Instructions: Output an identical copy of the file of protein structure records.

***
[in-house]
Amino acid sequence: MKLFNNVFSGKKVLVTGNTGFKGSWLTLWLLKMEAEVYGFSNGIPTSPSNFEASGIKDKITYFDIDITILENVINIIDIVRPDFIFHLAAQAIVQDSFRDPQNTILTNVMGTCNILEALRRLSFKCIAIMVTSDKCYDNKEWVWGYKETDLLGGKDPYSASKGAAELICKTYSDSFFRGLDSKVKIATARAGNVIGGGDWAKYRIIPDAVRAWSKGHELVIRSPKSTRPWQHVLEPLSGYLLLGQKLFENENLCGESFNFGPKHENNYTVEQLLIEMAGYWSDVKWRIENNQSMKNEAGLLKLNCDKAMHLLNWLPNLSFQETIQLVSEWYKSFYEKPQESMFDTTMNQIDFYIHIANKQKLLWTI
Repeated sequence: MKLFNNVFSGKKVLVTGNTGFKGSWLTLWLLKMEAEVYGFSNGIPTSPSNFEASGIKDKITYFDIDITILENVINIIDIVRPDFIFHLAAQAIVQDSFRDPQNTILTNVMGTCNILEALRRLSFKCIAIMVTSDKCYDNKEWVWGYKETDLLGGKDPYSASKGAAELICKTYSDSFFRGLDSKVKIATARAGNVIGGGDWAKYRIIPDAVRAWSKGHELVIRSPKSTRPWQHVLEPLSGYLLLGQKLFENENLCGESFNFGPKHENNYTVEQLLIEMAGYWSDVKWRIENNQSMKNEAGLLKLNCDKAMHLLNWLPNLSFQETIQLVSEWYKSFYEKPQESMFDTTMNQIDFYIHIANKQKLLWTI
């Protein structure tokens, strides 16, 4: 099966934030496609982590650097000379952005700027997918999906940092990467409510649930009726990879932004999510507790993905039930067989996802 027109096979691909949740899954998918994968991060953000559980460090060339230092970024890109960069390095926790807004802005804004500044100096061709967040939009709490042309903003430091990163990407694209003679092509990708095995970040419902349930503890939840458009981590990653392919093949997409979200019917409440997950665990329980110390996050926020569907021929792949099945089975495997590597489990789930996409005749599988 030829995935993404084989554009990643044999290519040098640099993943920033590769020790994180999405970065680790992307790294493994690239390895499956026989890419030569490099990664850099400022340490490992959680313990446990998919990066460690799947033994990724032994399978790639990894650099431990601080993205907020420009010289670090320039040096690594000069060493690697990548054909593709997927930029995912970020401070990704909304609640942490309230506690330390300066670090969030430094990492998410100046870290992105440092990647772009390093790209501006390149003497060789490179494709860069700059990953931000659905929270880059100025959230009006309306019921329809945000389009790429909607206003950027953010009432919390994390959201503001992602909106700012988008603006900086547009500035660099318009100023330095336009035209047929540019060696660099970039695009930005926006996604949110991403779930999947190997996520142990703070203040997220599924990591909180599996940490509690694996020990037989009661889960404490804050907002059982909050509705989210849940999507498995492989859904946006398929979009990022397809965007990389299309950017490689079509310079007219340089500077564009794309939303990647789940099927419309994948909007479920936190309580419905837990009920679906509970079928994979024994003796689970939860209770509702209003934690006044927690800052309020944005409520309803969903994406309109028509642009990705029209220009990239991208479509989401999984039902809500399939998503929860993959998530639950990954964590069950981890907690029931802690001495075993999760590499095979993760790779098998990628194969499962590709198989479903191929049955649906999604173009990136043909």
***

[in-house]
Amino acid sequence: MKLFNNVFSGKKVLVTGNTGFKGSWLTLWLLKMEAEVYGFSNGIPTSPSNFEASGIKDKITYFDIDITILENVINIIDIVRPDFIFHLAAQAIVQDSFRDPQNTILTNVMGTCNILEALRRLSFKCIAIMVTSDKCYDNKEWVWGYKETDLLGGKDPYSASKGAAELICKTYSDSFFRGLDSKVKIATARAGNVIGGGDWAKYRIIPDAVRAWSKGHELVIRSPKSTRPWQHVLEPLSGYLLLGQKLFENENLCGESFNFGPKHENNYTVEQLLIEMAGYWSDVKWRIENNQSMKNEAGLLKLNCDKAMHLLNWLPNLSFQETIQLVSEWYKSFYEKPQESMFDTTMNQIDFYIHIANKQKLLWTI
Repeated sequence: MKLFNNVFSGKKVLVTGNTGFKGSWLTLWLLKMEAEVYGFSNGIPTSPSNFEASGIKDKITYFDIDITILENVINIIDIVRPDFIFHLAAQAIVQDSFRDPQNTILTNVMGTCNILEALRRLSFKCIAIMVTSDKCYDNKEWVWGYKETDLLGGKDPYSASKGAAELICKTYSDSFFRGLDSKVKIATARAGNVIGGGDWAKYRIIPDAVRAWSKGHELVIRSPKSTRPWQHVLEPLSGYLLLGQKLFENENLCGESFNFGPKHENNYTVEQLLIEMAGYWSDVKWRIENNQSMKNEAGLLKLNCDKAMHLLNWLPNLSFQETIQLVSEWYKSFYEKPQESMFDTTMNQIDFYIHIANKQKLLWTI
């Protein structure tokens, strides 16, 4: 099966934030496609982590650097000379952005700027997918999906940092990467409510649930009726990879932004999510507790993905039930067989996802 027109096979691909949740899954998918994968991060953000559980460090060339230092970024890109960069390095926790807004802005804004500044100096061709967040939009709490042309903003430091990163990407694209003679092509990708095995970040419902349930503890939840458009981590990653392919093949997409979200019917409440997950665990329980110390996050926020569907021929792949099945089975495997590597489990789930996409005749599988 030829995935993404084989554009990643044999290519040098640099993943920033590769020790994180999405970065680790992307790294493994690239390895499956026989890419030569490099990664850099400022340490490992959680313990446990998919990066460690799947033994990724032994399978790639990894650099431990601080993205907020420009010289670090320039040096690594000069060493690697990548054909593709997927930029995912970020401070990704909304609640942490309230506690330390300066670090969030430094990492998410100046870290992105440092990647772009390093790209501006390149003497060789490179494709860069700059990953931000659905929270880059100025959230009006309306019921329809945000389009790429909607206003950027953010009432919390994390959201503001992602909106700012988008603006900086547009500035660099318009100023330095336009035209047929540019060696660099970039695009930005926006996604949110991403779930999947190997996520142990703070203040997220599924990591909180599996940490509690694996020990037989009661889960404490804050907002059982909050509705989210849940999507498995492989859904946006398929979009990022397809965007990389299309950017490689079509310079007219340089500077564009794309939303990647789940099927419309994948909007479920936190309580419905837990009920679906509970079928994979024994003796689970939860209770509702209003934690006044927690800052309020944005409520309803969903994406309109028509642009990705029209220009990239991208479509989401999984039902809500399939998503929860993959998530639950990954964590069950981890907690029931802690001495075993999760590499095979993760790779098998990628194969499962590709198989479903191929049955649906999604173009990136043909």